John Dies at the End Review
Directed by: Don Coscarelli
Written by: Don Coscarelli
Chase Williamson – Dave
Rob Mayes – John
Paul Giamatti – Arnie Blondestone
Clancy Brown – Dr. Albert Marconi
Glynn Turman – Detective
Doug Jones – Roger North
Daniel Roebuck – Largeman
Fabianne Therese – Amy
Jonny Weston – Justin White
Jimmy Wong – Fred Chu
Tai Bennett – Robert Marley
Running Time: 99 minutes
Rated R for bloody violence and gore, nudity, language and drug content
It’s hard to imagine that Don Coscarelli hasn’t made a film in a decade. For that matter, it’s hard to imagine that Bubba Ho-Tep, Coscarelli’s last feature, is ten years old. The legendary B-movie director who is best known for Ho-Tep and the Phantasm franchise has been on quite the sabbatical since 2002; outside of directing an episode of Masters of Horror in 2005, there hasn’t been much of a peep out of him. It makes sense, however, that a film like John Dies at the End would bring him out of hiding and lure him back into filmmaking. The sci-fi horror comedy, which stars Chase Williamson and Rob Mayes, hits theaters today following a VOD release to see if it can pick up some box office cash, though most of its money is destined to be made following its home video release.
The film stars Williamson and Mayes as Dave and John, two fairly average slackers in their mid-twenties. Or they would be, if it weren’t for soy sauce. Soy sauce is the designer drug that the two get introduced to by way of a dreadlock-coiffed alleged psychic named Robert Marley (no, not the one you’re thinking of) that the two meet at a party where John’s band is playing. Taking it opens up your mind to psychic powers and a sort of hyper-intelligence, but it also reveals the existence of extra-dimensional beings who are intent on infesting anyone on the sauce and turning them into gory, corpsey messes. Before long, the two find themselves allied with a detective (Turman), Dave’s one-handed crush Amy (Therese), fellow slacker Fred (Wong) and Amy’s dog Bark Lee to try and stop the end of the world.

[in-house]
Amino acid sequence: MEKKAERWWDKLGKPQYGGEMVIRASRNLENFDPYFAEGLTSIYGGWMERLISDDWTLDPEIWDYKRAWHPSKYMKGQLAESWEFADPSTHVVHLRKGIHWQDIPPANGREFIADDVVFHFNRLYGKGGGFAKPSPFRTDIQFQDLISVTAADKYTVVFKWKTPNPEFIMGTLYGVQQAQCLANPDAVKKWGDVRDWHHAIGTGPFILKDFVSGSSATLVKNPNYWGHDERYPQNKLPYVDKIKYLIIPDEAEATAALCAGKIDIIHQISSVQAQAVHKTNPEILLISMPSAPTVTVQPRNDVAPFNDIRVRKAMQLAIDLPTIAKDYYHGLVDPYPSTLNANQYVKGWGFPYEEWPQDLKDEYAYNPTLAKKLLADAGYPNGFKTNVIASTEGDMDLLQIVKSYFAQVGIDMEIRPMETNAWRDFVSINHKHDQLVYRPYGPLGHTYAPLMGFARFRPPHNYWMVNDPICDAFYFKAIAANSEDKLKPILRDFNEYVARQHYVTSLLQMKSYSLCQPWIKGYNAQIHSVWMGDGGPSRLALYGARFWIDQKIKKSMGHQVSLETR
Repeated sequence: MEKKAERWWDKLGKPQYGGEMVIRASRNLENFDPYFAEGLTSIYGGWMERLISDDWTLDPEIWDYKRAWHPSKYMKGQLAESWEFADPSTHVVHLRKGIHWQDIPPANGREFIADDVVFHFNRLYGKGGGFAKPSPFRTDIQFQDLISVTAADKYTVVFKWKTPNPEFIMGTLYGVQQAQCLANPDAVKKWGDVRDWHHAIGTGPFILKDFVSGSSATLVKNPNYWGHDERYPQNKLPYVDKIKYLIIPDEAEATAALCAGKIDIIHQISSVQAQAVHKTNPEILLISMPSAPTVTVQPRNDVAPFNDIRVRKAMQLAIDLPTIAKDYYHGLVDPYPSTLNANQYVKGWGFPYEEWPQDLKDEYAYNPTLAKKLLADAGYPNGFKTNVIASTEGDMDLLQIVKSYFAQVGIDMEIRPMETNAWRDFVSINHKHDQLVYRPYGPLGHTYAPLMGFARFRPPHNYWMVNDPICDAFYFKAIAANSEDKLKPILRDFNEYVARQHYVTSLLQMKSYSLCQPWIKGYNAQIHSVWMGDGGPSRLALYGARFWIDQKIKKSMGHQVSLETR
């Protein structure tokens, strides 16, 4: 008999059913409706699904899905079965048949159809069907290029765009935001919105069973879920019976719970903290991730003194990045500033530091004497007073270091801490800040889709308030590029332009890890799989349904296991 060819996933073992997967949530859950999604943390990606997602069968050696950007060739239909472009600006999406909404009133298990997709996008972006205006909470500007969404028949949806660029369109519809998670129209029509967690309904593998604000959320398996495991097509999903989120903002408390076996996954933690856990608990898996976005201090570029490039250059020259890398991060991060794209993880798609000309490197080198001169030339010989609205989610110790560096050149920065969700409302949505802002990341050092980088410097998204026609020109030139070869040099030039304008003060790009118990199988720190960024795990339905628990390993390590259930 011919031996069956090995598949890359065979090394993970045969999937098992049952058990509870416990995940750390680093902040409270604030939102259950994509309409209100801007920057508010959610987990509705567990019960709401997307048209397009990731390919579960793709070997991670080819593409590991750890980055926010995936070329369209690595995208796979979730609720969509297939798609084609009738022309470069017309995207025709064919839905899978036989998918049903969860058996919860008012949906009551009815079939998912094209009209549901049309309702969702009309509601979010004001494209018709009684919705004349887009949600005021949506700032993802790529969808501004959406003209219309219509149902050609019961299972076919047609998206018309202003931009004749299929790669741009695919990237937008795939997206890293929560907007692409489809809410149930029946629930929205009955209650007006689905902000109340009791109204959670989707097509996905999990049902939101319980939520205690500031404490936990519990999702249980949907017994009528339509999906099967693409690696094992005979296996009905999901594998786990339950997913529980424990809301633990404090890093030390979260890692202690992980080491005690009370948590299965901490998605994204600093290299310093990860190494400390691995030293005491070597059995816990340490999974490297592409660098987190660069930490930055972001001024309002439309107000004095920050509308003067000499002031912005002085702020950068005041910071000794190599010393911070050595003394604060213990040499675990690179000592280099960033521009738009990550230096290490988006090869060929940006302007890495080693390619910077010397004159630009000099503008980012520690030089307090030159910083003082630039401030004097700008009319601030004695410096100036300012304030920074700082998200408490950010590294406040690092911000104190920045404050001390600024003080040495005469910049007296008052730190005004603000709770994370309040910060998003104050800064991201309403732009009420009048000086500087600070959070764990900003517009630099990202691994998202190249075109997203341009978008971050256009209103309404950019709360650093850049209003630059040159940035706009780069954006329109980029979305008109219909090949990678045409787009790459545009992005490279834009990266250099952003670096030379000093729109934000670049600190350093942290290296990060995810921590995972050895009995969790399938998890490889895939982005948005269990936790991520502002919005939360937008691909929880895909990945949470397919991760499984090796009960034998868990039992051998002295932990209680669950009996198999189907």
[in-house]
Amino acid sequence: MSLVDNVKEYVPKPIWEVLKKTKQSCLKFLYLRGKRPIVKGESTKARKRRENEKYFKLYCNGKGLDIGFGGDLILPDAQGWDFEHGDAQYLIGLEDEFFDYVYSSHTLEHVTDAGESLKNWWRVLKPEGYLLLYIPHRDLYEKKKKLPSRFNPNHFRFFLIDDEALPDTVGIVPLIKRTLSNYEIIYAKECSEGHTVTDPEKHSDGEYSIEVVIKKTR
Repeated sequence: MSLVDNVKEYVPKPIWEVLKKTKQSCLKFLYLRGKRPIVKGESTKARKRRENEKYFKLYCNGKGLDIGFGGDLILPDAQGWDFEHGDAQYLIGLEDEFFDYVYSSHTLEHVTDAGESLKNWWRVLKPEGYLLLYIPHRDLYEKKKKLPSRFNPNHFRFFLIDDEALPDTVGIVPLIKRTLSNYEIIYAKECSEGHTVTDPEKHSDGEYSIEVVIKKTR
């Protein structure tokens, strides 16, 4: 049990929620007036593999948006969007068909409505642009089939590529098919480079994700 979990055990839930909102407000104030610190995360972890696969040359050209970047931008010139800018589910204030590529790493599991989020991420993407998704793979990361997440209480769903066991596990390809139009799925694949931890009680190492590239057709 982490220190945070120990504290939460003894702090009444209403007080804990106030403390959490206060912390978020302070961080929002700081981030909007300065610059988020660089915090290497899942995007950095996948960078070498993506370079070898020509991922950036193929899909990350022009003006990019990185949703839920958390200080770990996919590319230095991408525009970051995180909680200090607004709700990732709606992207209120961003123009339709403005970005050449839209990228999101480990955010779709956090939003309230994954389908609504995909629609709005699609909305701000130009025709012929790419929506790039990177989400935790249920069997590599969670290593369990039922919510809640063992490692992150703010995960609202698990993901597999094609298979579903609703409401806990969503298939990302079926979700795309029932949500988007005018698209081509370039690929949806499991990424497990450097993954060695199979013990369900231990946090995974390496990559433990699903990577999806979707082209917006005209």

That plot summary doesn’t quite do the film’s storyline justice, but then it is rather difficult to do said storyline justice without revealing too much. Coscarelli adapted the screenplay from David Wong’s serial web novel-turned-cult comic horror hit of the same name as the film. Wong’s (real name Jason Pargin) novel is a rather dense piece of work, and adapting it into a standard-length film couldn’t have been an easy task, though if anyone was going to adapt it, you probably wouldn’t be able to find someone better suited to the task then the man who wrote Bubba Ho-Tep. Coscarelli uses a framing element involving Dave recounting the events of the film to a skeptical reporter named Arnie (Giamatti). One might think that this would take the high stakes out of the film; after all, why do we need to worry about Dave and John saving the world if Dave is able to tell the tale to someone else?
However, it quickly becomes clear that in this film, all the rules are out the window. Coscarelli kicks off the film with a fantastic sequence that asks a surprisingly philosophical question in the humorous, gore-soaked way that only a horror comedy can and then gets weirder from there. Brief sequences involving Dave and John as a kind of low-rent Ghostbusters unit fighting meat monsters gives way to the main plotline, which doesn’t actually start until fifteen minutes into the film. From there the narrative settles down…somewhat, anyway. Coscarelli’s script is deliriously disjointed; cohesiveness is a secondary priority in favor of ghosts speaking through dogs and Bratwurst phones, ghost doors, alternate dimensions, time travel, a congregation of nude women in freaky masks and more. There are times when this lack of narrative structure works well and the film thunders ahead; there are others where it just gets bogged down in weirdness. Most of the time the most you get in explanation is “Things are in motion,” though when we are given explanation it is done through an overabundance of dialogue that doesn’t adequately cover what we need to know. Coscarelli keeps things moving so quickly that he hopes you don’t notice how little sense it makes. Or perhaps he doesn’t care. Both are possible.